I have seen the "grass-fed cattle emit more greenhouse gases than corn-fed cattle" line in other places (in New Scientist and Living on Earth). In the New Scientist article, the reason given for higher methane emissions from grass fed cattle was the fiber content of the feed, which lead to more activity by the methane producing bacteria. But neither source considered the entire lifecycle of the animal, such as the nitrous oxide emissions from fertilizer applied to corn fields, or the fuel used to manage the corn fields, or the fuel used to transport the corn to the farm.
  11. Steve
    Sunday, March 8th, 2009
    The post is a bit better than most attempted arguments about this subject, but it's still really an apples vs. oranges one. Industrial anything can screw a lot of things up; raising cattle correctly for one's own (or as a local food source for people in one's community) doesn't hurt much of anything if anything at all. At its best, grass-fed beef is being fed something that humans don't eat: native grasses. What can be more efficient than that?

    If you properly rotate your cattle so they don't overgraze land, they won't do any damage to that land; there's no plowing, tilling, etc. for a "natural" pasture; the manure goes back into the land and fertilizes the pasture, and doesn't create toxic fecal pools; fuel isn't needed to haul in inputs (like corn for instance; was this even considered in the report?); if you're using old pasture or previously-farmed land, there's no need to clear any wooded areas; cattle don't need big combines and etc. to 'harvest' them; etc., etc.

    I'd like to one day see a report or a study that looks at someone like Joel Salatin, whose cattle (from what I understand) are raised humanely and sustainably and supplied locally, and compares his beef to industrially-produced (whether industrial organic, grass-finished, or etc.) beef.
  12. Luke
    Monday, March 16th, 2009
    It seems like the "farm ecosystem" concept of Salatin's farm within The Omnivore's Dilemma has been overlooked in this article. The way he rotates his cows to new pasture and carefully monitors the growth of new grass on an individual paddock basis helps keep the systems in check with regard to grass fed cows. Then there are the other sub-systems operating on his farm that have direct and indirect effects on each other.

    For one, the science is deeply rooted in reductionist. It's simply not fair journalism to compare large grass-fed operations with Joel Salatin's farm. I'd like to see the "climate scientists" study the overall carbon emissions from Salatin's farm then report on the carbon impact of this sort of grass-fed beef production. After all, a study would HAVE to be done on the whole farm because of the nature of Salatin's farming methods. Factory farmed grass fed beef produces more CO2 emissions?...quite likely, but when is mass producing food using ANY agricultural method ever going to work. Isn't that one of the biggest lessons from Michael's book?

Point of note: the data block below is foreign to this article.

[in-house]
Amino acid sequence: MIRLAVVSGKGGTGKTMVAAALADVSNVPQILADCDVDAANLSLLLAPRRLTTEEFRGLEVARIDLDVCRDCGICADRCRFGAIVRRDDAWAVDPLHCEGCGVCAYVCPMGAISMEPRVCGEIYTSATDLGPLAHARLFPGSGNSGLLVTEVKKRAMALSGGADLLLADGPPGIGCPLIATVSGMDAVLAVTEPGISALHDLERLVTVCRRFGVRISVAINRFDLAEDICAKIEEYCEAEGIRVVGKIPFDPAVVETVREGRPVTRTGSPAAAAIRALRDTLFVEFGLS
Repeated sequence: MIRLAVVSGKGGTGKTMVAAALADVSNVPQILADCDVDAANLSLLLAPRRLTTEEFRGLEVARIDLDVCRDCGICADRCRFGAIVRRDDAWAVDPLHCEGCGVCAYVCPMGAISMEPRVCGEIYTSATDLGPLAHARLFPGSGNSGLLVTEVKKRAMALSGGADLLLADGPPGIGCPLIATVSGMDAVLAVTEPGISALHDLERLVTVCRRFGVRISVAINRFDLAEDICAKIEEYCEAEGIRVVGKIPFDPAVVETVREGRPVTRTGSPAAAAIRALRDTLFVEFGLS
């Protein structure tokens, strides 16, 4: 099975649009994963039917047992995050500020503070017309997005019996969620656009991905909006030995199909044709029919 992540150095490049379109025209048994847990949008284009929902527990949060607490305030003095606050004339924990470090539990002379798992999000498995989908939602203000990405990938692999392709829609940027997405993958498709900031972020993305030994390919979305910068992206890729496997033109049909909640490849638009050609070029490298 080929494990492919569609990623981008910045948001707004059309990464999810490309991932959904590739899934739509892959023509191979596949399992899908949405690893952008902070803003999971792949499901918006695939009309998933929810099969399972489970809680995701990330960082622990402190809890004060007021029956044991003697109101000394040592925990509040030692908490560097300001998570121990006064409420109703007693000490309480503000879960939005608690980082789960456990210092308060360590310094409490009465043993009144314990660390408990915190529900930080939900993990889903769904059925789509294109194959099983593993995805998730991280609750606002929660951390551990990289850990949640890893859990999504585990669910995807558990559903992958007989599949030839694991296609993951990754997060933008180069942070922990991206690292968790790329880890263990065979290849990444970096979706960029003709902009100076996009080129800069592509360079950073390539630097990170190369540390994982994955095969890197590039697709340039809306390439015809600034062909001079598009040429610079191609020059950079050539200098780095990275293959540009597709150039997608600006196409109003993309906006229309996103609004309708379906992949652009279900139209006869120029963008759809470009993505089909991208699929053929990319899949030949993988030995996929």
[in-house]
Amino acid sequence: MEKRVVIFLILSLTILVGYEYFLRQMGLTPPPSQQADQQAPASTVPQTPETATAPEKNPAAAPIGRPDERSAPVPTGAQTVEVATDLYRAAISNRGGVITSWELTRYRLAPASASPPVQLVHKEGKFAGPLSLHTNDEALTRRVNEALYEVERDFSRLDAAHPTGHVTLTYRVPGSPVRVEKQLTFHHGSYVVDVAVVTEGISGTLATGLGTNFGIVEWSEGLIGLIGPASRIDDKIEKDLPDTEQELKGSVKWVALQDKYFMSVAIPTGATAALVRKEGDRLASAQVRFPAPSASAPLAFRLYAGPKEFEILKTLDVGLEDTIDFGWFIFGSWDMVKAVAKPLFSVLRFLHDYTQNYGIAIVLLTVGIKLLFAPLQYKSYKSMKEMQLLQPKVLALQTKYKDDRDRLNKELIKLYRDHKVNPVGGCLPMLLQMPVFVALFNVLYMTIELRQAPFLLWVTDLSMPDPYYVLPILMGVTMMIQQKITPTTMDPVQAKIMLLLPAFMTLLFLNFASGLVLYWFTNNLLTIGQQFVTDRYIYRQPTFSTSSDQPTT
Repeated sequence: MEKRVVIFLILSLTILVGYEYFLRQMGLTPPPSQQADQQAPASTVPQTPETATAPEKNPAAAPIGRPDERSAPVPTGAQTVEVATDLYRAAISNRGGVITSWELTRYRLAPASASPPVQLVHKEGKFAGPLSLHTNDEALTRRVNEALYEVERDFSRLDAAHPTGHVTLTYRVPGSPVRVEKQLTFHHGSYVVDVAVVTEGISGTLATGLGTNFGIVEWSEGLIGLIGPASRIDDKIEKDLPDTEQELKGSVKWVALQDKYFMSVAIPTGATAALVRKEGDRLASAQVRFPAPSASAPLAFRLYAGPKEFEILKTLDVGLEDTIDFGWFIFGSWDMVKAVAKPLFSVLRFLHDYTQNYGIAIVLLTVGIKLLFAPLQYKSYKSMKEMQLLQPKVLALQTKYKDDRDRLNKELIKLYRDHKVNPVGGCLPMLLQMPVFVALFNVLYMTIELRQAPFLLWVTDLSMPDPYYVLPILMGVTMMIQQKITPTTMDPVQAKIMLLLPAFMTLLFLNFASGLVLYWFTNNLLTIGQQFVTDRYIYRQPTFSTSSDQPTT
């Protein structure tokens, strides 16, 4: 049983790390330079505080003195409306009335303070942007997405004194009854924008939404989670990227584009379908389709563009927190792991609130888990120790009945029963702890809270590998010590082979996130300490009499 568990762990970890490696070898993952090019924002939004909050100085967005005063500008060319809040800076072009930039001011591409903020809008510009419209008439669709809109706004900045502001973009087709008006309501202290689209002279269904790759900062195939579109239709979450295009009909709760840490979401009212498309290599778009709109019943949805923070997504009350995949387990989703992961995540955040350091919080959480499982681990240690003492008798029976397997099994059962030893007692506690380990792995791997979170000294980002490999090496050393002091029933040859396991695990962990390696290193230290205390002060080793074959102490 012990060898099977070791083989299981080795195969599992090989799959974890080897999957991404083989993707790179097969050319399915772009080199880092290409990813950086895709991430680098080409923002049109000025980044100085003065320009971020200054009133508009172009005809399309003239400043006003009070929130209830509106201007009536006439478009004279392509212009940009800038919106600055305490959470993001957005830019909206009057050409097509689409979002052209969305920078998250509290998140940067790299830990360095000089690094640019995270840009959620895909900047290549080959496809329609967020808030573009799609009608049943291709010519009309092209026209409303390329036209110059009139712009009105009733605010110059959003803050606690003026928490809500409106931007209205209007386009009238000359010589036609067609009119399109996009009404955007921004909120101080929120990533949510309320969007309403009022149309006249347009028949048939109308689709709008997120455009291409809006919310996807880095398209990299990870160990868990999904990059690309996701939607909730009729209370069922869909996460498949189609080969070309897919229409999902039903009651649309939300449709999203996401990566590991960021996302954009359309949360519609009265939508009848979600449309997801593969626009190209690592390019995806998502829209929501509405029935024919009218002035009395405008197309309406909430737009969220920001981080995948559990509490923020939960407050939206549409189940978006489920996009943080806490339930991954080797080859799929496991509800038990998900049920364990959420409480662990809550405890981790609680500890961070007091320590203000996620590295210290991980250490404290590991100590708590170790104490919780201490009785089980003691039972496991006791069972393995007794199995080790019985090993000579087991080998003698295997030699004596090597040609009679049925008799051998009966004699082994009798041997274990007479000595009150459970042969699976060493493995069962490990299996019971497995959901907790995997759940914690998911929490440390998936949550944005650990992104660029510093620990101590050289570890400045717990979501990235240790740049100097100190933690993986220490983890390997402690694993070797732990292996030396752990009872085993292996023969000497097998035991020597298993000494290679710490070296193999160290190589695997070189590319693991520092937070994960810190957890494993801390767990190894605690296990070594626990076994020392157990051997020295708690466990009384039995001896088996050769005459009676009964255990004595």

We will never be able to "scale up" farms like Salatin's. I thought that was the whole point. Let's just get responsible for sourcing our food from small, caring farms (and grow what we can ourselves). That means building relationships ie getting to know the farm and farmer. It's not always easy but we need to leave behind the convenience and false price tag associated with food produced via factory farms and get personal!

    Yes, we need to be conscious of how much beef we eat but investing our time in finding and purchasing it from farms such as Salatin's at the REAL price of producing sustainable food will naturally limit what we can afford. In some ways it feels like a return to the simpler, more connected ways of our past generations.
  13. Tuesday, March 17th, 2009
    It seems to me that the author's point is to get us all to stop eating meat, and I beg to disagree. Joel Salatin is a true American hero; I've been to his farm and seen how it works and there can be no comparison made with corporate "grass fed" operations. For the author of this blog to have made that comparison demonstrates her actual agenda. Omnivores UNITE!
  14. Tuesday, March 17th, 2009
    Call me a heretic, but I don't trust everything the scientists say. Propaganda abounds.

    Local, sustainably managed food systems inherently have a smaller environmental footprint. Isn't that undeniable by now?

    You can fudge the numbers to say anything.
    I fear for us when we leave it to 'the experts'
    to think for us.
  15. Saturday, March 21st, 2009
    Wait a minute. 2nd paragraph. You have misquoted the FAO report. They said livestock represents 18%, not 33%, of the CO2 equivelant (includes methane, etc). That's almost half as much as you're basing your argument on. More over that includes factory farms with their huge grain inputs. Grazed livestock is only a small portion of that total. There is a mention deeper in the article about 30% and 37% but don't confuse the numbers. You're creating misinformation like the old game of telephone. I'm seeing this spread all over the internet.

    Please use correct, scientific citations and numbers. Otherwise your whole argument falls apart, becomes propaganda and nobody is going to take you seriously.

    It is also important to realize that meat is a part of a healthy diet, in moderation. Going vegan is also very destructive to the planet. All that mechanization on huge fields of carrots and broccoli fertilized with chemicals, managed with herbicides and pesticides, harvested by big machinery... That's all very destructive to animal and plant life. Pastured livestock can utilize otherwise uncrop-able lands, turning sunlight into high quality protein and lipids.